Prince Charles is of course in some ways a dismaying testament to in-breeding and private education. But he has gamely survived as Prince of Wales – than which there is no more resonant “number two” designation in the history of the world – for more than half a century, having been handed his title a decade before his formal investiture at Caernarfon Castle in 1969. Princes of Wales have, from time immemorial, behaved as licensed fools, and Charles has been afforded an inordinate amount of time in which to do this, having waited longer than any previous heir apparent, when he overtook the impatient apprenticeship of his great-great-grandfather, who eventually became Edward VII. All things considered, he has not let his mummy down all that much.
Elizabeth II is not going to abdicate, you can bet your boots, just to give her eldest son a better run at it. If she lives to 105, which seems perfectly feasible, she will have been the longest-reigning queen in the history of the world by more than fifteen years and her son (if he outlives her) will be 82 or 83, a good age for a new career. It seems unlikely that Her Majesty will exceed the longest accredited male reign, however. That daunting record belongs to King Sobhuza II of Swaziland who retired to join his ancestors in 1982, having reigned since the last December of the previous century.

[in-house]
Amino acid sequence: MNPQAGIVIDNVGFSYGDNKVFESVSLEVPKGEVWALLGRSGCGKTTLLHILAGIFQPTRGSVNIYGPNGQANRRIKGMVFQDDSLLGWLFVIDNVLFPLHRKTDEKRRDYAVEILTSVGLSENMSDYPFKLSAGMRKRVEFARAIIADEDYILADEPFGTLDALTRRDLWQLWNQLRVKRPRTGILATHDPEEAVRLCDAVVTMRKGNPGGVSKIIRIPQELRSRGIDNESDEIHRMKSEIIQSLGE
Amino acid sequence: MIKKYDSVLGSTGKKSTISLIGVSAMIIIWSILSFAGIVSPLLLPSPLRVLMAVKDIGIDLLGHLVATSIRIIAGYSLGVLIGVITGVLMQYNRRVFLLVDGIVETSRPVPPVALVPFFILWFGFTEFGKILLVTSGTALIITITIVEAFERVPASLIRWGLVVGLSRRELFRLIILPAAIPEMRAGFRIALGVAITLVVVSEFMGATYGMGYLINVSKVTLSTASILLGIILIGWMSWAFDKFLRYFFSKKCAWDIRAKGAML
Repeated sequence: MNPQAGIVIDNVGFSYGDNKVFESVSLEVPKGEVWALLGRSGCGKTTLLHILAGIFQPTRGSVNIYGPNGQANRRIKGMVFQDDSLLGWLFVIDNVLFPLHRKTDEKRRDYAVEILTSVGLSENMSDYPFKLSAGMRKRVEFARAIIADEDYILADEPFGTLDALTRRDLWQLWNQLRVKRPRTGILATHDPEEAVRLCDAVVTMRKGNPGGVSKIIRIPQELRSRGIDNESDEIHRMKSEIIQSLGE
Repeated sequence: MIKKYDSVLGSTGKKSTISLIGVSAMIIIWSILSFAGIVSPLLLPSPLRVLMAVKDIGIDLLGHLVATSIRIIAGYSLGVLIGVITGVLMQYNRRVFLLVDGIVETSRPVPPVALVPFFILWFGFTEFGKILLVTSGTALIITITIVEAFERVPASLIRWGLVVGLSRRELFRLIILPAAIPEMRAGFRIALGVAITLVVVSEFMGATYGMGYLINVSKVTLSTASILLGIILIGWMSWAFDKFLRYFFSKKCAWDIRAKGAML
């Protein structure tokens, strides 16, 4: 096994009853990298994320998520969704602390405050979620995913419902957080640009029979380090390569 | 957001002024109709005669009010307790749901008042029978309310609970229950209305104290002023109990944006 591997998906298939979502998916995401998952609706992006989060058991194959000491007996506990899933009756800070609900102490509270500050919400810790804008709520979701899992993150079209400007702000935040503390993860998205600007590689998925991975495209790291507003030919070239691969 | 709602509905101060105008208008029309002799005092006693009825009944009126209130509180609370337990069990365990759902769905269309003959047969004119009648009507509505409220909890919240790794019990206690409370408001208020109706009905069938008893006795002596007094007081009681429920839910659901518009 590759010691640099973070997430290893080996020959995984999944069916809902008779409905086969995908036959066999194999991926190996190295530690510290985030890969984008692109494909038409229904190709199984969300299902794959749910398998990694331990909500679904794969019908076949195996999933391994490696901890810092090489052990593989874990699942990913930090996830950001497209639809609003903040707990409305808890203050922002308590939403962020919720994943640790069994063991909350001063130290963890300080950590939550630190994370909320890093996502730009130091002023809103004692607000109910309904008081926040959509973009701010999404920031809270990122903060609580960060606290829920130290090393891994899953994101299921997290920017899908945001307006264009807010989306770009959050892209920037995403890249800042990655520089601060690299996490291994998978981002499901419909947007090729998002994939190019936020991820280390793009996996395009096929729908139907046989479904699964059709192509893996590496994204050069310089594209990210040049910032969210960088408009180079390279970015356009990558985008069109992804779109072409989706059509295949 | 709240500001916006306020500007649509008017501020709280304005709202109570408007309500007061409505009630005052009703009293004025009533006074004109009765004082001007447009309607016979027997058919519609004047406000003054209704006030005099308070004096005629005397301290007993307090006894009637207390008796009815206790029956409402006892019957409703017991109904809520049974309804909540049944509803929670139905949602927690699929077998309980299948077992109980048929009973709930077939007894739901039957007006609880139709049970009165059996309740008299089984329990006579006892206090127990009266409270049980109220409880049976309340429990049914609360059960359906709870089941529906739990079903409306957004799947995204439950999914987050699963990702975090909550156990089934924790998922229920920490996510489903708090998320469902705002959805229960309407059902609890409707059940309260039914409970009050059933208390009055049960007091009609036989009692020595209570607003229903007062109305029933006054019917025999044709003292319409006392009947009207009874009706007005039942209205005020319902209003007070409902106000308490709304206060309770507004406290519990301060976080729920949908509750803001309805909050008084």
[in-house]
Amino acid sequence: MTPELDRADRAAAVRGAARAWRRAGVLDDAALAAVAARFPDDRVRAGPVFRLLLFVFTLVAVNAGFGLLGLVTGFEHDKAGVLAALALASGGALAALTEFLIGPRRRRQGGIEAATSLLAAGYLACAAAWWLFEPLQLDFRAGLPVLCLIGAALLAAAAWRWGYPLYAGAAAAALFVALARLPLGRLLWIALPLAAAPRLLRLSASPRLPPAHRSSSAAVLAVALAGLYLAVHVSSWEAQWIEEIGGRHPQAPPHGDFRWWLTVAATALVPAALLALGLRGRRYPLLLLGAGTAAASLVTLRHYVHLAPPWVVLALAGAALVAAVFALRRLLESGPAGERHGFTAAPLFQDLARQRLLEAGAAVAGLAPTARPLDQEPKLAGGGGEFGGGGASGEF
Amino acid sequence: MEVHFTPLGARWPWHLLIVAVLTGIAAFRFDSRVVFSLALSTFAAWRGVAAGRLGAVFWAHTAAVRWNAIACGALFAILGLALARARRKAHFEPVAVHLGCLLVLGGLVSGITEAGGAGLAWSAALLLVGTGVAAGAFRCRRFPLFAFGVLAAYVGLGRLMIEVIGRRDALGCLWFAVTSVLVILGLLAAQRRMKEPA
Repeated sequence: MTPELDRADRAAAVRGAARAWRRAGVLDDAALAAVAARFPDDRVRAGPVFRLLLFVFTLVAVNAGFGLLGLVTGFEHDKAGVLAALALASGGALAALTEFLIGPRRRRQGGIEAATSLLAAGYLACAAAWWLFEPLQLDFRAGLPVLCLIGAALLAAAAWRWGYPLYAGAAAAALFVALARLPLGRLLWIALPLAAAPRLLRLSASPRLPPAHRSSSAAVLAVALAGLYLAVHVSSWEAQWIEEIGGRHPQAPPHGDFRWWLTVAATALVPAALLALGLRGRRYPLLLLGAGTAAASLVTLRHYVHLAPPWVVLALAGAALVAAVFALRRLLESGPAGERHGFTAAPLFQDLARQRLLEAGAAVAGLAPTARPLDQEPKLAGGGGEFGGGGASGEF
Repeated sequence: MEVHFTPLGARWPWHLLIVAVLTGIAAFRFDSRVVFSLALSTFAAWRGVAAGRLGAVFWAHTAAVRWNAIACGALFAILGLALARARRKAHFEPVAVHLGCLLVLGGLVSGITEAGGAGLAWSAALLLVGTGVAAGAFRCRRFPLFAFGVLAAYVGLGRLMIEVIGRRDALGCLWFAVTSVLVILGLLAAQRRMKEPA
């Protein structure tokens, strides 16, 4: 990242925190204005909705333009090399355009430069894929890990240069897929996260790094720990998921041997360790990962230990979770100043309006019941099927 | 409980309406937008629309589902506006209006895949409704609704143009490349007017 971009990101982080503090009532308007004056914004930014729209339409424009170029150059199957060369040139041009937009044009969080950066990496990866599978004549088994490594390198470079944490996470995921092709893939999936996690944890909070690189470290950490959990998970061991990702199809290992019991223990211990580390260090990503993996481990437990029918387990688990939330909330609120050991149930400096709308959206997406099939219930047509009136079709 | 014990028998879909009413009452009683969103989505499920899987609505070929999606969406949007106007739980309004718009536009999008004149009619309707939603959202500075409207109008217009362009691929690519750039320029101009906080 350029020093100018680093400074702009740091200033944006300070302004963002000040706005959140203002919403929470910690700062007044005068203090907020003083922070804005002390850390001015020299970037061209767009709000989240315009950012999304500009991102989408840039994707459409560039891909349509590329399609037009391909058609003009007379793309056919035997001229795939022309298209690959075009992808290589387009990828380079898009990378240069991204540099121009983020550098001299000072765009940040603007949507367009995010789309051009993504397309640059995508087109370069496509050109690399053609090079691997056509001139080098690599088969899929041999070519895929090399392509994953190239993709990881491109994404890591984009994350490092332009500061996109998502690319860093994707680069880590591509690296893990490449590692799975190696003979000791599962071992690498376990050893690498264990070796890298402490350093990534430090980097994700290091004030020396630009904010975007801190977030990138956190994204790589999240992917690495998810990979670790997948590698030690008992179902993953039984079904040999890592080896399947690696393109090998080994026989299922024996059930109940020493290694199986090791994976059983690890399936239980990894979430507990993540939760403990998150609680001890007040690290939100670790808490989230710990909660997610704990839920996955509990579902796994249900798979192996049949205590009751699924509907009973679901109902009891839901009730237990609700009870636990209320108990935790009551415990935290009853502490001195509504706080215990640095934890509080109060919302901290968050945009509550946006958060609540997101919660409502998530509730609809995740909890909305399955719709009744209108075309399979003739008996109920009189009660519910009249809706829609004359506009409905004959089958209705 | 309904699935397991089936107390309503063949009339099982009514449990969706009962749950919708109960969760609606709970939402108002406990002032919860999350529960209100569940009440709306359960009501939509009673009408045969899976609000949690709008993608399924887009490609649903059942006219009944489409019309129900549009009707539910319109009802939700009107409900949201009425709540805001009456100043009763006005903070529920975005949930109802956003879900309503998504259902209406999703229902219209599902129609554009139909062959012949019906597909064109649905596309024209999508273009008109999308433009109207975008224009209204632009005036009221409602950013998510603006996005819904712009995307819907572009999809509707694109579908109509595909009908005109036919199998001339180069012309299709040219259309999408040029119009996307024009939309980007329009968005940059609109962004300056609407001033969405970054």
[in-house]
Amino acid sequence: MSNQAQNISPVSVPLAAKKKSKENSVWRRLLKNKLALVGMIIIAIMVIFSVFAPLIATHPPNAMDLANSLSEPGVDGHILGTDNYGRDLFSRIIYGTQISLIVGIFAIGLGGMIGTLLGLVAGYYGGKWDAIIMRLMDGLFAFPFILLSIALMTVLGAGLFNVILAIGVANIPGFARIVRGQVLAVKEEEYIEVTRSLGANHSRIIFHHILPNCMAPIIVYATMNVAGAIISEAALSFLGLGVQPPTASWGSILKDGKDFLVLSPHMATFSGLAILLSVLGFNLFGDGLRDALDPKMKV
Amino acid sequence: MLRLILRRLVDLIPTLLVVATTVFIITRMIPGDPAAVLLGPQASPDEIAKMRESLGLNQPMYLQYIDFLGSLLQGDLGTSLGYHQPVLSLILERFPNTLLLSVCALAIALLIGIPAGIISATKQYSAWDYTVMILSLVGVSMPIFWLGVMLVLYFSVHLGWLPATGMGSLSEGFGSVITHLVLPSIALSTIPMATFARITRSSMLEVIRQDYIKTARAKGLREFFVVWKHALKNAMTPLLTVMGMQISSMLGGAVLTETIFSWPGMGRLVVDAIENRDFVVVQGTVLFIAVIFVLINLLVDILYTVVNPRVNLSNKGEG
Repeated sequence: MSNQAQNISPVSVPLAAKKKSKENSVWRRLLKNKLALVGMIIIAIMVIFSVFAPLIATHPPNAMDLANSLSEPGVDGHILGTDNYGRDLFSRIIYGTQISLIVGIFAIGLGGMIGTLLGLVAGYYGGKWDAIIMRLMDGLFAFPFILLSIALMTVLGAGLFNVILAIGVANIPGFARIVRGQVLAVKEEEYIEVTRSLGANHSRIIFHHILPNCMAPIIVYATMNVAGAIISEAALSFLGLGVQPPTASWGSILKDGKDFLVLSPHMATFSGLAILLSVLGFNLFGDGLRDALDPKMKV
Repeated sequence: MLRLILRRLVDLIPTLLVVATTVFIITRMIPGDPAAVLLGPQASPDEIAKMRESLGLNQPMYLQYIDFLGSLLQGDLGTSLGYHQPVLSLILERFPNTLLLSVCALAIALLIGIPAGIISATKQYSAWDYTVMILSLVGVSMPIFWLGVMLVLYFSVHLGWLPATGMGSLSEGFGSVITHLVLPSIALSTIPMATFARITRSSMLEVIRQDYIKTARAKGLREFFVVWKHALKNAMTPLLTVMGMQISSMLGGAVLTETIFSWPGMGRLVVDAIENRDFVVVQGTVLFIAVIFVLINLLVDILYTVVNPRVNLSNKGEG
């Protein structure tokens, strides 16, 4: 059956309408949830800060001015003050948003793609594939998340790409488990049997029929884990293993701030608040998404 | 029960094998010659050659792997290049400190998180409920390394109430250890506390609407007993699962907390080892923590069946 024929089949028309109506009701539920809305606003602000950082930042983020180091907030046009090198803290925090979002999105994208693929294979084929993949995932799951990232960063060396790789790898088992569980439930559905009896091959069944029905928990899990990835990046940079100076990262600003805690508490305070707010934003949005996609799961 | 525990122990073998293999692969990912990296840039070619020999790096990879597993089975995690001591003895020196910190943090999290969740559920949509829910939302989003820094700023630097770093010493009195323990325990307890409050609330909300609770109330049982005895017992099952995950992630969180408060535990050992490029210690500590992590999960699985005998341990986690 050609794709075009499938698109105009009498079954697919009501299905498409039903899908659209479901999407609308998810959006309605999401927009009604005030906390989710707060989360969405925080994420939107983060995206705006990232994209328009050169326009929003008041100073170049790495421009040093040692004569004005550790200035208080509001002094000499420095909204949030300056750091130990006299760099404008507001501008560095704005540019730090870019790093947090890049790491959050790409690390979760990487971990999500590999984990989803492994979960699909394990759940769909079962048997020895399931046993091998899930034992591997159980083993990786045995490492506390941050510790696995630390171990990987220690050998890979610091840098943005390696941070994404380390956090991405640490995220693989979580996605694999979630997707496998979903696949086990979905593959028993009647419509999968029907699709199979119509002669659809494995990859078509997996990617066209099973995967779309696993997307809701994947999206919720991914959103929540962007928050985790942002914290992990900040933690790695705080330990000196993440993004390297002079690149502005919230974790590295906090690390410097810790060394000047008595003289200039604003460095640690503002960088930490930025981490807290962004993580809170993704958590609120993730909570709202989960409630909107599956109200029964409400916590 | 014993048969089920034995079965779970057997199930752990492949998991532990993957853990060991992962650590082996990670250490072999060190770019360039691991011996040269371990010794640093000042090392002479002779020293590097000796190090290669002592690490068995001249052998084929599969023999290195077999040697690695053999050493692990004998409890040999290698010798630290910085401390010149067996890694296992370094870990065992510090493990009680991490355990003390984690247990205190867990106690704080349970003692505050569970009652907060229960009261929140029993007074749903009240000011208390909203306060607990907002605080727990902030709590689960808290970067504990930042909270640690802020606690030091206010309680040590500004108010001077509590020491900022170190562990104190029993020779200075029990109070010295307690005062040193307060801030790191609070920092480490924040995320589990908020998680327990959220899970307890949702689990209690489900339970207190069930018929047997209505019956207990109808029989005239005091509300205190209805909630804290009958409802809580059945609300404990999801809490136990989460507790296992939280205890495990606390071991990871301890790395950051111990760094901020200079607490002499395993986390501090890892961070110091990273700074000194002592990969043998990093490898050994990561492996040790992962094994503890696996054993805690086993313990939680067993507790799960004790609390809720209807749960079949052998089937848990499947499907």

Prince Charles has been a public figure for sixty years and, for good or ill, he has a fairly well-defined public profile. No doubt like anyone else in the public eye, his actual persona is very different in many crucial ways from the public perception. I do not know him personally, so I cannot say. (I stood in for his mother once, but that’s a matter for another day).
Charles has many firm views, not all of them completely batty, and he has had the temerity to express them. I should have thought that on balance his public expression of notions has probably done a bit more good than harm. I am also quite sure that he knows enough to know that, if and when he does ever become king, he will need to keep his views to himself thenceforward.
Prince William, on the contrary, is pretty much a closed book to most of us, I would suggest. Can you think of five adjectives to describe what you perceive to be his character? Neither can I. He seems to be merely a polite, quite presentable young man who is losing his looks even faster than most of the Windsors are apt to do.